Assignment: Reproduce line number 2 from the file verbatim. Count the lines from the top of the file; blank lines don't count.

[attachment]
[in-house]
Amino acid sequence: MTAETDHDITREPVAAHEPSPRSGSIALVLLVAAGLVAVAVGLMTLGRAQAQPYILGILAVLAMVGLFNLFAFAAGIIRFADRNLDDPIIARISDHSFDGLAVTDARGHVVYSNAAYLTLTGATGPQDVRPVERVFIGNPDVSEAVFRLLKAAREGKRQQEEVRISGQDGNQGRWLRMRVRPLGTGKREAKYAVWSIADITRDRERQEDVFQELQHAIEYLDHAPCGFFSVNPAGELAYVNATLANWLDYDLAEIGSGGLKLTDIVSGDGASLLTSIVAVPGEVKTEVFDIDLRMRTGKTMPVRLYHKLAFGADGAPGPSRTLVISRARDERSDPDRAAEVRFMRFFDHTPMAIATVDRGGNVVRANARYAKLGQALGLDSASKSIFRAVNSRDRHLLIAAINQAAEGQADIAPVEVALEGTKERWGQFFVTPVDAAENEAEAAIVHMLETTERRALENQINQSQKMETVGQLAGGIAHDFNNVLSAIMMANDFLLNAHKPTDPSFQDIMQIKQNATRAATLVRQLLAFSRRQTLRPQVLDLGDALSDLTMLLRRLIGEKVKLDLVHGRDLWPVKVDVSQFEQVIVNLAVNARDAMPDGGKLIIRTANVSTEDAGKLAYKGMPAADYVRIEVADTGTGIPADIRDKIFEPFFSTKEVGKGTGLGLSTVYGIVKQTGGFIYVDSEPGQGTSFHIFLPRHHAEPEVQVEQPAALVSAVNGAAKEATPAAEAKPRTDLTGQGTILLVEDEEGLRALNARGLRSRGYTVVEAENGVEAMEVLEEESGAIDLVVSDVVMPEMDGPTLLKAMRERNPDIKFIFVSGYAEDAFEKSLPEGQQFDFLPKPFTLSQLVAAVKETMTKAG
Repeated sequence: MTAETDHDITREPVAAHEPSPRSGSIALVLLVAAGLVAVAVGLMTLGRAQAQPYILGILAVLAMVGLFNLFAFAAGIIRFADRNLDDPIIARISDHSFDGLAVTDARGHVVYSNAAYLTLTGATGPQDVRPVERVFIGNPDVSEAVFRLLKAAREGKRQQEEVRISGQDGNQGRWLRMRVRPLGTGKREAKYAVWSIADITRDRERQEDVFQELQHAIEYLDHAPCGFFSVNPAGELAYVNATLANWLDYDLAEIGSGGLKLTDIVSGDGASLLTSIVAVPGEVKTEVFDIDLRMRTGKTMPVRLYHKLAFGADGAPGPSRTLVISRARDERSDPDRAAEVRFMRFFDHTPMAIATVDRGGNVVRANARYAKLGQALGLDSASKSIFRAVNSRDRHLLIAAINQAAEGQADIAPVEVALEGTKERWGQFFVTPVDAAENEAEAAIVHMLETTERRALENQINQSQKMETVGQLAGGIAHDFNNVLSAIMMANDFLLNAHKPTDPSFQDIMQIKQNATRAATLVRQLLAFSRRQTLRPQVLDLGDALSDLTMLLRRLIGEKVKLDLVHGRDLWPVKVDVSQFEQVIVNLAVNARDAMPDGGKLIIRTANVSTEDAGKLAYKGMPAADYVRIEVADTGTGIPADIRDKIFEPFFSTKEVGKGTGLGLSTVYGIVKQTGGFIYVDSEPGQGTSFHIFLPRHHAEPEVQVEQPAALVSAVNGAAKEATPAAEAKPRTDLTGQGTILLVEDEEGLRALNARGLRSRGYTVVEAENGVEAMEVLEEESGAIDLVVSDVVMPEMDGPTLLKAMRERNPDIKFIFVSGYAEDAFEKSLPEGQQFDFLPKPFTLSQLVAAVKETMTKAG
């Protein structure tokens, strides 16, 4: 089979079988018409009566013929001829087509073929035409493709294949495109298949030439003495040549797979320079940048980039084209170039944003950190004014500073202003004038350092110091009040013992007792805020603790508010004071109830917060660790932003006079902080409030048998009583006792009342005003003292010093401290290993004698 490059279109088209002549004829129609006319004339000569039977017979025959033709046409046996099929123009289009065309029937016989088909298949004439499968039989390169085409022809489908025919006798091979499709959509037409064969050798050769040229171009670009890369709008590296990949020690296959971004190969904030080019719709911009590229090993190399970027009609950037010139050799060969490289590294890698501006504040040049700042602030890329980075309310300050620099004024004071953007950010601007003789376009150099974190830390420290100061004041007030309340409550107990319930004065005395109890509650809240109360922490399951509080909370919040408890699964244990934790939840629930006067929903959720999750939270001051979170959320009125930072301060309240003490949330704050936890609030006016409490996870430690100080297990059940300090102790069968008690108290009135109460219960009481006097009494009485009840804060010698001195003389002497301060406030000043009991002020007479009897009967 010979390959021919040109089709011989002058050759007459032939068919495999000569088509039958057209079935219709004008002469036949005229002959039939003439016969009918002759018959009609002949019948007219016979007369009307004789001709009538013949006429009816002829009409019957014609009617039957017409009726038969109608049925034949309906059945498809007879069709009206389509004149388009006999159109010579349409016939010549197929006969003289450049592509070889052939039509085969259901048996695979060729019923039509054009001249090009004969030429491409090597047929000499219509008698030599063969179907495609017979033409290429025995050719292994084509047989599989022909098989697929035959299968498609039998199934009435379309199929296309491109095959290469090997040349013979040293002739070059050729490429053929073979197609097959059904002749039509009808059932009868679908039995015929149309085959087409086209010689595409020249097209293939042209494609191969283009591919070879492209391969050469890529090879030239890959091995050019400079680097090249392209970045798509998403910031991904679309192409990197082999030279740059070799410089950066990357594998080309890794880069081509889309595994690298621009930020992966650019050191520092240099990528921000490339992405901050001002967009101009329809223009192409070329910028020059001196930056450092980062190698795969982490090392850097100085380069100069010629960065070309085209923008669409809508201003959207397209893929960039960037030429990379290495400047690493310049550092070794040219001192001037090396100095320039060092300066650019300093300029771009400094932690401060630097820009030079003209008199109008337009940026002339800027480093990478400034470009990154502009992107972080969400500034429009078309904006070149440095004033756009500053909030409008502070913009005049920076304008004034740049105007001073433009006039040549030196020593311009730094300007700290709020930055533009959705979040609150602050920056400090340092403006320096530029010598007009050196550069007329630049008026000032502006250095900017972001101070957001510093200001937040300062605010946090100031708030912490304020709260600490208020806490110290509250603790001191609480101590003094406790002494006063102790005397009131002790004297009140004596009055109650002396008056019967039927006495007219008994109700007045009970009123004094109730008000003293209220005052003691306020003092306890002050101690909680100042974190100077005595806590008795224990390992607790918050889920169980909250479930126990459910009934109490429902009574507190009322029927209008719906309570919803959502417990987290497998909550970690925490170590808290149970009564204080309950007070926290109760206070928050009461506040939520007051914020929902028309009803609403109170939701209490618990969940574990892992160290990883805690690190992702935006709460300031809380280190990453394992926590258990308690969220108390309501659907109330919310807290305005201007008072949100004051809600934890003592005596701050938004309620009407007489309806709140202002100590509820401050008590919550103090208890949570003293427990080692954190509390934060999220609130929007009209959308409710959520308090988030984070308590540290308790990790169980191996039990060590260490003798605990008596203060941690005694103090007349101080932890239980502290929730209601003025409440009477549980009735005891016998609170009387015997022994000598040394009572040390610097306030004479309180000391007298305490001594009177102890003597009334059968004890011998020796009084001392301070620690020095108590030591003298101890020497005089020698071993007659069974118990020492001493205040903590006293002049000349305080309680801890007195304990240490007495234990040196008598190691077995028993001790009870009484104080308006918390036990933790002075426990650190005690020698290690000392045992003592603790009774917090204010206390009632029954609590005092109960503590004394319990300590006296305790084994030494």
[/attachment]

Amino acid sequence: MTAETDHDITREPVAAHEPSPRSGSIALVLLVAAGLVAVAVGLMTLGRAQAQPYILGILAVLAMVGLFNLFAFAAGIIRFADRNLDDPIIARISDHSFDGLAVTDARGHVVYSNAAYLTLTGATGPQDVRPVERVFIGNPDVSEAVFRLLKAAREGKRQQEEVRISGQDGNQGRWLRMRVRPLGTGKREAKYAVWSIADITRDRERQEDVFQELQHAIEYLDHAPCGFFSVNPAGELAYVNATLANWLDYDLAEIGSGGLKLTDIVSGDGASLLTSIVAVPGEVKTEVFDIDLRMRTGKTMPVRLYHKLAFGADGAPGPSRTLVISRARDERSDPDRAAEVRFMRFFDHTPMAIATVDRGGNVVRANARYAKLGQALGLDSASKSIFRAVNSRDRHLLIAAINQAAEGQADIAPVEVALEGTKERWGQFFVTPVDAAENEAEAAIVHMLETTERRALENQINQSQKMETVGQLAGGIAHDFNNVLSAIMMANDFLLNAHKPTDPSFQDIMQIKQNATRAATLVRQLLAFSRRQTLRPQVLDLGDALSDLTMLLRRLIGEKVKLDLVHGRDLWPVKVDVSQFEQVIVNLAVNARDAMPDGGKLIIRTANVSTEDAGKLAYKGMPAADYVRIEVADTGTGIPADIRDKIFEPFFSTKEVGKGTGLGLSTVYGIVKQTGGFIYVDSEPGQGTSFHIFLPRHHAEPEVQVEQPAALVSAVNGAAKEATPAAEAKPRTDLTGQGTILLVEDEEGLRALNARGLRSRGYTVVEAENGVEAMEVLEEESGAIDLVVSDVVMPEMDGPTLLKAMRERNPDIKFIFVSGYAEDAFEKSLPEGQQFDFLPKPFTLSQLVAAVKETMTKAG